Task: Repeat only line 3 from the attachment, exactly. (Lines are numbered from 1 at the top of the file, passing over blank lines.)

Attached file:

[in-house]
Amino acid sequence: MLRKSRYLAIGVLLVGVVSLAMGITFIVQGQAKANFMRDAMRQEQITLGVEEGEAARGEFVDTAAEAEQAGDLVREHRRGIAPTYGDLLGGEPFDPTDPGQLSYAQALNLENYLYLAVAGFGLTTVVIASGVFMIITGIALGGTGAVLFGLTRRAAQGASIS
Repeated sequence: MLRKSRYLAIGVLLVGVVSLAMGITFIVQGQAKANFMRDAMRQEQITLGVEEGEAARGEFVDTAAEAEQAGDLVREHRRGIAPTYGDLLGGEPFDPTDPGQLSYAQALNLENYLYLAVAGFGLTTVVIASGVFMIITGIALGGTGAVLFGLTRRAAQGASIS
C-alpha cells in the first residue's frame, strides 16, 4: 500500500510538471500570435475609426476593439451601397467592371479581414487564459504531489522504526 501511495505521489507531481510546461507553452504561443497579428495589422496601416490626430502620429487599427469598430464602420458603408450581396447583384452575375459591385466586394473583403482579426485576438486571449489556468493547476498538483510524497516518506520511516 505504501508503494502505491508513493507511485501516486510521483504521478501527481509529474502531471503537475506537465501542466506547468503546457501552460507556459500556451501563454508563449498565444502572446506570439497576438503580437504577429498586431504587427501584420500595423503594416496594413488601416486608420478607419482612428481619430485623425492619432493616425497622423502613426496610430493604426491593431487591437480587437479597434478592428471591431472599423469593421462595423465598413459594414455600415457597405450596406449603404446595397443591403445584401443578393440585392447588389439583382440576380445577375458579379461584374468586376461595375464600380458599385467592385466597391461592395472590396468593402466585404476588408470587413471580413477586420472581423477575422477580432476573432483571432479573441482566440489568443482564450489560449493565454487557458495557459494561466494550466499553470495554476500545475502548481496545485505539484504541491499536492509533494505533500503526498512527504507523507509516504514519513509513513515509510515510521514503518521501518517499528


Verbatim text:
Repeated sequence: MLRKSRYLAIGVLLVGVVSLAMGITFIVQGQAKANFMRDAMRQEQITLGVEEGEAARGEFVDTAAEAEQAGDLVREHRRGIAPTYGDLLGGEPFDPTDPGQLSYAQALNLENYLYLAVAGFGLTTVVIASGVFMIITGIALGGTGAVLFGLTRRAAQGASIS